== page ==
Whether you or someone who you know has been diagnosed with cancer, you know that it can be the scariest thing that you’ve ever faced. As I discussed yesterday, more people are turning to the web to share their experiences and let people know what it’s really like to stare cancer directly in the eyes.
Sharing is becoming a therapeutic way to face diseases and any bump in the road during our lives. When we step away from sharing goofy YouTube videos, we realize how amazing it is to be connecting with so many people from so many different walks of life.
“This event was off the charts”
Gary Vaynerchuk was so impressed with TNW Conference 2016 he paused mid-talk to applaud us.
By the end of this year, about 1,596,670 new cases of cancer will have been diagnosed in America. Unfortunately, 571,950 people will have died of the disease this year alone as well.
How can we get involved? Social Good.
It’s not just about donating money to charities, although that helps further awareness and research to help destroy cancer. These organizations are using the web in an awesome way to support those with cancer, raise awareness on how we can get involved, and raise money to fund research in treating and eventually curing the disease.
IHadCancer.org launched this year to support those who have been affected by cancer in any way. It is the best social network out there for those who have fought the disease, or have known someone who is fighting it.
The site lets you share your stories, message people directly, and mobilize your own efforts in raising cancer awareness. The site is awesome, and facilitates open conversation about a disease that has affected so many. The team has done a great job integrating sharing via Twitter and Facebook, so that people’s story can get outside of its walls. Even if you haven’t been directly affected by cancer, the site is worth signing up for, since statistics show that you probably will be at some point in your life.
When you think about finding information about cancer, you might think that the best place to check is the American Cancer Society, because that’s the organization everyone hears about first when someone they know is diagnosed. I’ve personally found that another organization, aimed at the youth of America, called “Fuck Cancer” does a brilliant job at making all things cancer easier to understand and digest.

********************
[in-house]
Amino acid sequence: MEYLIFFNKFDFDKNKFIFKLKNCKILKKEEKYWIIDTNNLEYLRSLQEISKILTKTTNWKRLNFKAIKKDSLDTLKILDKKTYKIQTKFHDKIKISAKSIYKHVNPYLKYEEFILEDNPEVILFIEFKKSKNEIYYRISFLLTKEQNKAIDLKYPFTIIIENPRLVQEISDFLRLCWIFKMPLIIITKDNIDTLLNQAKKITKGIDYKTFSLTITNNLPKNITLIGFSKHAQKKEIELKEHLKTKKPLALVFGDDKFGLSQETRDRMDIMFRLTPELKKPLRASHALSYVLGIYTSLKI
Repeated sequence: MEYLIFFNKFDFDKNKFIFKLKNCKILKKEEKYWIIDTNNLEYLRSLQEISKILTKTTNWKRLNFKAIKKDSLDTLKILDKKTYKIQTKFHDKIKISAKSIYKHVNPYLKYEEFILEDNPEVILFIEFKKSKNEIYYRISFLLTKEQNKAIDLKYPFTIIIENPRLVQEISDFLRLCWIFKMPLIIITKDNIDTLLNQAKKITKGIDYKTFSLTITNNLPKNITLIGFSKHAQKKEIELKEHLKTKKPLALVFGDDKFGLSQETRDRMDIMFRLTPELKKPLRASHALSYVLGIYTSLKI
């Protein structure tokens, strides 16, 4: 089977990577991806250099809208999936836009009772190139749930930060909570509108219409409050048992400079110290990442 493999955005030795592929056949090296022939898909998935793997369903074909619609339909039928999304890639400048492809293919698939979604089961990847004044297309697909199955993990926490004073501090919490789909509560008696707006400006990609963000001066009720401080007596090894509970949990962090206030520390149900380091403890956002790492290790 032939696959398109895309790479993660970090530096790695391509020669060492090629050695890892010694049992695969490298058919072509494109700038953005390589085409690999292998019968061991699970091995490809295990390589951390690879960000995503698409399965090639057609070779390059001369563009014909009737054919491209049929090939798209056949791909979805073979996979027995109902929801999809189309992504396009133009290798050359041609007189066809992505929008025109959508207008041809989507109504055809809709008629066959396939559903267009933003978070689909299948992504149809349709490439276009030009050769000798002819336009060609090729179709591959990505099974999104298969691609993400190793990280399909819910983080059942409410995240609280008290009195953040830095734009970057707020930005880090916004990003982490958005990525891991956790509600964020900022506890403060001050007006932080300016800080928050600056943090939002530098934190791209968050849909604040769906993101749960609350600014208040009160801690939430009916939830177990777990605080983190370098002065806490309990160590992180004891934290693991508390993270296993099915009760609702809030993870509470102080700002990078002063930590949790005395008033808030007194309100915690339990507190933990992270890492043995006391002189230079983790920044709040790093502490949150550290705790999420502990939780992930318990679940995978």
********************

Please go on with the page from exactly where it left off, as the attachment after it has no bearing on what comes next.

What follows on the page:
The site offers education materials that include “cheat sheets” and infographics about each major type of cancer. I can’t stress enough how helpful a resource like this is. Organizations as large as the American Cancer Society tend to offer up information in a very sterile way. That in and of itself is scary, kind of like that smell of a hospital that gives me a stomach ache.
I’m Too Young For This!
This organization, which has the memorable domain name “StupidCancer.com” again focuses on a younger audience, and provides you with a whole host of resources if you or someone you know is battling cancer.
In the case of someone younger who gets cancer, it can completely destroy their career, hurt personal and romantic relationships, and cause family issues. I’m Too Young For This! points you to career advice and services if you’ve been through cancer, forums and bloggers who focus on what it’s like to go through the disease, as well as how to support someone who is going through it. The founders are extremely tech savvy, and host weekly podcasts on a whole host of topics.
These three organizations have a solid presence on social networking sites and have done a great job of not becoming a prototypical “cancer awareness” organization that scares us with statistics and medical jargon. These sites humanize and socialize the disease, and as Fuck Cancer notes, if every one of its Facebook fans donated $2.50 each, the organization would be funded for a year.
We can do that, and so much more.
Know of any other organizations kicking a disease’s ass that use the web in an awesome way? Email me about it.